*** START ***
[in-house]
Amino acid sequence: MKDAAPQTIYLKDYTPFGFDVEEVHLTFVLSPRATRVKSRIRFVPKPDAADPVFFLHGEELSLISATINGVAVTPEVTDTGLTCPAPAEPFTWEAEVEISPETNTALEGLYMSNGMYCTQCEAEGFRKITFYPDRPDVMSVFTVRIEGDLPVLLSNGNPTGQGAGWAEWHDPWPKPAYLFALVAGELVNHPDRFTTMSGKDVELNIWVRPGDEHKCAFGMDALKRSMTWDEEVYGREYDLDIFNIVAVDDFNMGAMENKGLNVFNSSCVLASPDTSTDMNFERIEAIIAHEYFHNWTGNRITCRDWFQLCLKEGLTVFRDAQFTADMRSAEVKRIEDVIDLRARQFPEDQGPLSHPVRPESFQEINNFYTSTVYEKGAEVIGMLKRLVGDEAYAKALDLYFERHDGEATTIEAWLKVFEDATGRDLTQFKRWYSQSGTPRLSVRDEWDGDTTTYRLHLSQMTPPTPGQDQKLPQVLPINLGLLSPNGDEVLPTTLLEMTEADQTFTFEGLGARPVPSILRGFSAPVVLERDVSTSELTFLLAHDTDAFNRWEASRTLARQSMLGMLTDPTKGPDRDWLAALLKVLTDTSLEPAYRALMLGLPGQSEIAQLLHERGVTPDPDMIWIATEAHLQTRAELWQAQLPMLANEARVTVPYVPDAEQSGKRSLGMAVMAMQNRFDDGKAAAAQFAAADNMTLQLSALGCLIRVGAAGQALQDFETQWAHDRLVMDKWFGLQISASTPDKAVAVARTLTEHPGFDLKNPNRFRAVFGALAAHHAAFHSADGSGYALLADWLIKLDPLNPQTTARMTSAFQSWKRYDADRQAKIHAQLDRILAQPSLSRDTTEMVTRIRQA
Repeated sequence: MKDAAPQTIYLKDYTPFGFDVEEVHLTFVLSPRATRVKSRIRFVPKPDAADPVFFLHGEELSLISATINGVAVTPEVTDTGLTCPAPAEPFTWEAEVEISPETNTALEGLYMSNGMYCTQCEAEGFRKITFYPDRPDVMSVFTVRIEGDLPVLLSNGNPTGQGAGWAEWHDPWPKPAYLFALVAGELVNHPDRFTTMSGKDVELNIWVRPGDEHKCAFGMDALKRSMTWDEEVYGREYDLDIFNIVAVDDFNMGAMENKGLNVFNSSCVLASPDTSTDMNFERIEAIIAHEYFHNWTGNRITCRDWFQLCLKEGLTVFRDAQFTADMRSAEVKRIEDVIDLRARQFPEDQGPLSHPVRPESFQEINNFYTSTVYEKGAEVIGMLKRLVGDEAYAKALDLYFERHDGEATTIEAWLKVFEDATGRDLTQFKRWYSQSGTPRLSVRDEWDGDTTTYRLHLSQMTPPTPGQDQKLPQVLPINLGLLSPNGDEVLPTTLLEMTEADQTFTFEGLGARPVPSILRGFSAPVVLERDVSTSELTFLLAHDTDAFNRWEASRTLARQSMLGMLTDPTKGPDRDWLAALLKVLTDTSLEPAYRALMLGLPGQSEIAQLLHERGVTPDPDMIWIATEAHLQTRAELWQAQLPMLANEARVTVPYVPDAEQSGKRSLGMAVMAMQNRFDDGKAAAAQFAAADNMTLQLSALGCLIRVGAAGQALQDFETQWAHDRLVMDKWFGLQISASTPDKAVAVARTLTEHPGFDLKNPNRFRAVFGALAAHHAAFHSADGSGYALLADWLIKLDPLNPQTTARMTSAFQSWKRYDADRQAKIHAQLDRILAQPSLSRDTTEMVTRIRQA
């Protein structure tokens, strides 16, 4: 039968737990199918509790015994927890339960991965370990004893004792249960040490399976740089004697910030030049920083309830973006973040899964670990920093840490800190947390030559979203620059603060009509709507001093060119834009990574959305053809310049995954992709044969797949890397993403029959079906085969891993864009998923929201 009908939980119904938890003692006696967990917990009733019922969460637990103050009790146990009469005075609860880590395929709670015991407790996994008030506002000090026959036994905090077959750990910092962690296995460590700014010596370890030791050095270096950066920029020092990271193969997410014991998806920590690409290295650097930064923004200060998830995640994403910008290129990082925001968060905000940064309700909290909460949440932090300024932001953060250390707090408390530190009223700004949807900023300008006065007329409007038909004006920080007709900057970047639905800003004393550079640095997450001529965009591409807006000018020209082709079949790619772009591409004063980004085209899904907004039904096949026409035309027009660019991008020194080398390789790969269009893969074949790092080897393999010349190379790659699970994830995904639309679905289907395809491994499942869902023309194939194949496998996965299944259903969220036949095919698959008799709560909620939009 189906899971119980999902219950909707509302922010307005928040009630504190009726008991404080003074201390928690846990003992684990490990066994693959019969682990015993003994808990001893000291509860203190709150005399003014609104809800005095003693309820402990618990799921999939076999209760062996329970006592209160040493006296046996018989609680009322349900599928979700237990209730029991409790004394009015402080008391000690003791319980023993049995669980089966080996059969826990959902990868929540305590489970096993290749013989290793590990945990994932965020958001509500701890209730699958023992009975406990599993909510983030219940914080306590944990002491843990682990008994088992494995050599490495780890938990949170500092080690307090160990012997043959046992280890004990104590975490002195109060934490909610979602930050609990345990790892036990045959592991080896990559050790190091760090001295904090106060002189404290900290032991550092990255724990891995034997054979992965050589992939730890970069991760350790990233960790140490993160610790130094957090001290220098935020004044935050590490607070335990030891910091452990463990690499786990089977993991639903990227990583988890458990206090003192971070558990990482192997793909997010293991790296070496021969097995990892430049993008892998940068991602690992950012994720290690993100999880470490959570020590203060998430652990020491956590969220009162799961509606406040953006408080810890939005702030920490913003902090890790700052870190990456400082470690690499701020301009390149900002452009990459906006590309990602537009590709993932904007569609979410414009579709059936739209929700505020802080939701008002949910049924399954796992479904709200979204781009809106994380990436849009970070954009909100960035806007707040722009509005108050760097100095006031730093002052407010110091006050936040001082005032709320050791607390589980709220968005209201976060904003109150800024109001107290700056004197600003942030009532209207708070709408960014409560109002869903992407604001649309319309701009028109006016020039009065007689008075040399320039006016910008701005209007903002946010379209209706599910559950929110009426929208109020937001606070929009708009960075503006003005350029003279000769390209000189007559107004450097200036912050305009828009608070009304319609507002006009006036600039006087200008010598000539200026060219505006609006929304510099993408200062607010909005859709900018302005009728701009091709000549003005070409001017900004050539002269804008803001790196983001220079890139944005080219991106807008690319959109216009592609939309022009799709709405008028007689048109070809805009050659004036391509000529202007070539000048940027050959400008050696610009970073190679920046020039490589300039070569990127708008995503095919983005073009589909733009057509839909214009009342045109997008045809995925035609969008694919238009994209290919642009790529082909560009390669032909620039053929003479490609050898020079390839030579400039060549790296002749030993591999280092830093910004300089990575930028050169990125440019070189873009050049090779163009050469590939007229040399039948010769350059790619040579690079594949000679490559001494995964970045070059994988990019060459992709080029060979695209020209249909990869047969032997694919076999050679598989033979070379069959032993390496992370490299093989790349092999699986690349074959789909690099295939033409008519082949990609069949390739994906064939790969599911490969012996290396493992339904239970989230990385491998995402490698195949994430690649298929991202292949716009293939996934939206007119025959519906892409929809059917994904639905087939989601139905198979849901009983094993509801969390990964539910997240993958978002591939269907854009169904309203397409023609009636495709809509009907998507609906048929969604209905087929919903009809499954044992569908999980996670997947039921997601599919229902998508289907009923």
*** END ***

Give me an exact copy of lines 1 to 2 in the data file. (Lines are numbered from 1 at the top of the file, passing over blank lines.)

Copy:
[in-house]
Amino acid sequence: MKDAAPQTIYLKDYTPFGFDVEEVHLTFVLSPRATRVKSRIRFVPKPDAADPVFFLHGEELSLISATINGVAVTPEVTDTGLTCPAPAEPFTWEAEVEISPETNTALEGLYMSNGMYCTQCEAEGFRKITFYPDRPDVMSVFTVRIEGDLPVLLSNGNPTGQGAGWAEWHDPWPKPAYLFALVAGELVNHPDRFTTMSGKDVELNIWVRPGDEHKCAFGMDALKRSMTWDEEVYGREYDLDIFNIVAVDDFNMGAMENKGLNVFNSSCVLASPDTSTDMNFERIEAIIAHEYFHNWTGNRITCRDWFQLCLKEGLTVFRDAQFTADMRSAEVKRIEDVIDLRARQFPEDQGPLSHPVRPESFQEINNFYTSTVYEKGAEVIGMLKRLVGDEAYAKALDLYFERHDGEATTIEAWLKVFEDATGRDLTQFKRWYSQSGTPRLSVRDEWDGDTTTYRLHLSQMTPPTPGQDQKLPQVLPINLGLLSPNGDEVLPTTLLEMTEADQTFTFEGLGARPVPSILRGFSAPVVLERDVSTSELTFLLAHDTDAFNRWEASRTLARQSMLGMLTDPTKGPDRDWLAALLKVLTDTSLEPAYRALMLGLPGQSEIAQLLHERGVTPDPDMIWIATEAHLQTRAELWQAQLPMLANEARVTVPYVPDAEQSGKRSLGMAVMAMQNRFDDGKAAAAQFAAADNMTLQLSALGCLIRVGAAGQALQDFETQWAHDRLVMDKWFGLQISASTPDKAVAVARTLTEHPGFDLKNPNRFRAVFGALAAHHAAFHSADGSGYALLADWLIKLDPLNPQTTARMTSAFQSWKRYDADRQAKIHAQLDRILAQPSLSRDTTEMVTRIRQA